Hawkeye 16

hawkeye 16Today, Spencer and Ethan are discussing Hawkeye 16, originally released January 22nd, 2014.

SpencerHawkeye writer Matt Fraction calls Wednesday “the worst day in comics.” Why? Because it’s the day all the writer’s mistakes “become fixed and permanent.” Yeah, it can be hard for any creative individual to put their work out there and be satisfied with it; personally, sometimes I even have a hard time not going back into these articles after they’ve published to fix them up. Hawkeye 16 provides an object lesson on why we should put our work out there anyway through the life stories of Will and Grey Bryson, brothers and musicians whose relationship has been ruined by the forty years they’ve spent composing their magnum opus.

Our hero, the intrepid Lady Hawkguy Kate Bishop, discovers a disoriented Will Bryson, one half of the legendary music duo the Bryson Brothers, wandering down a highway. Will believes that his producer brother, Grey, has been leaking “unfinished” pieces of his forty-years-in-the-making masterwork, “Wish”, in order to humiliate him; although Will appears to be suffering from mental and perhaps even drug problems, Kate takes the case, and after a series of slightly embarrassing scuffles, discovers that Will is absolutely, 100% correct.

and I would've gotten away with it if it weren't for you meddling Hawkguys!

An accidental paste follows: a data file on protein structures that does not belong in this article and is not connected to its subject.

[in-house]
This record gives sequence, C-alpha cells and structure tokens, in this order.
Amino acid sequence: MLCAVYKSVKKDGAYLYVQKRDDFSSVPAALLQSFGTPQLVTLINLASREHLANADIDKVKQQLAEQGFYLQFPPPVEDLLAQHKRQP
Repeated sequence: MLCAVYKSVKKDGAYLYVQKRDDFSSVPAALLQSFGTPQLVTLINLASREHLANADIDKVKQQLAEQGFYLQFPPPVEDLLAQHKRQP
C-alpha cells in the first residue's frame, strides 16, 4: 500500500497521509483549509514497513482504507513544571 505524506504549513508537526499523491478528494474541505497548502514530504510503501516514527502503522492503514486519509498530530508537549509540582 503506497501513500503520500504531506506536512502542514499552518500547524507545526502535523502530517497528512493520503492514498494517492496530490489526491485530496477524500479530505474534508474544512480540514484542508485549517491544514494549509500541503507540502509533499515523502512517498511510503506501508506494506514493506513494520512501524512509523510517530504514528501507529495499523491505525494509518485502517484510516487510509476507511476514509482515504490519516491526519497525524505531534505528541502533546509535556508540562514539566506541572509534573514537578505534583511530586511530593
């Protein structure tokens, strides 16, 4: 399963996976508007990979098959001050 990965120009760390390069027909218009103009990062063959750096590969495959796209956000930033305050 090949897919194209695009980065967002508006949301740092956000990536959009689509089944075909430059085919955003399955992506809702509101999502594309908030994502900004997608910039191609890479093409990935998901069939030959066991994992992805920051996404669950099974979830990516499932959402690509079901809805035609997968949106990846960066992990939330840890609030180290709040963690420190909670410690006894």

Kate’s too depressed by the tragedy of the Bryson Brothers to even follow up on the case until Magic-Cat-Food-Guy turns her on to something amazing—after Grey’s death, Will has begun playing “Wish” in front of live audiences. For a second everything in Kate’s life is perfect…until Madame Masque finds her.

Any creative person can probably relate to Will’s struggle bringing “Wish” to life. As I mentioned, the urge to criticize and change finished works can be overwhelming, but it’s even easier to get caught up in perfecting something—be it a song or a story or a painting—that’s still unfinished. I know I’ve done it myself, obsessing for weeks or months over the beginning of a story, just going back and changing and changing and trying to make it “perfect” instead of ever finishing, until I get sick of it and bury it away somewhere. It’s not a way to move forward as an artist, and in this issue Fraction seems to specifically argue that it’s a crime to rob the world of those works. Will spends decades caught up in trying to bring his grandiose vision to life, and in doing so he misses his chance to become the “American Beatles”, he frustrates his brother, who spends his entire life caught up in Will’s endless project instead of pursuing his own dreams, and most important, he’s robbing himself of happiness.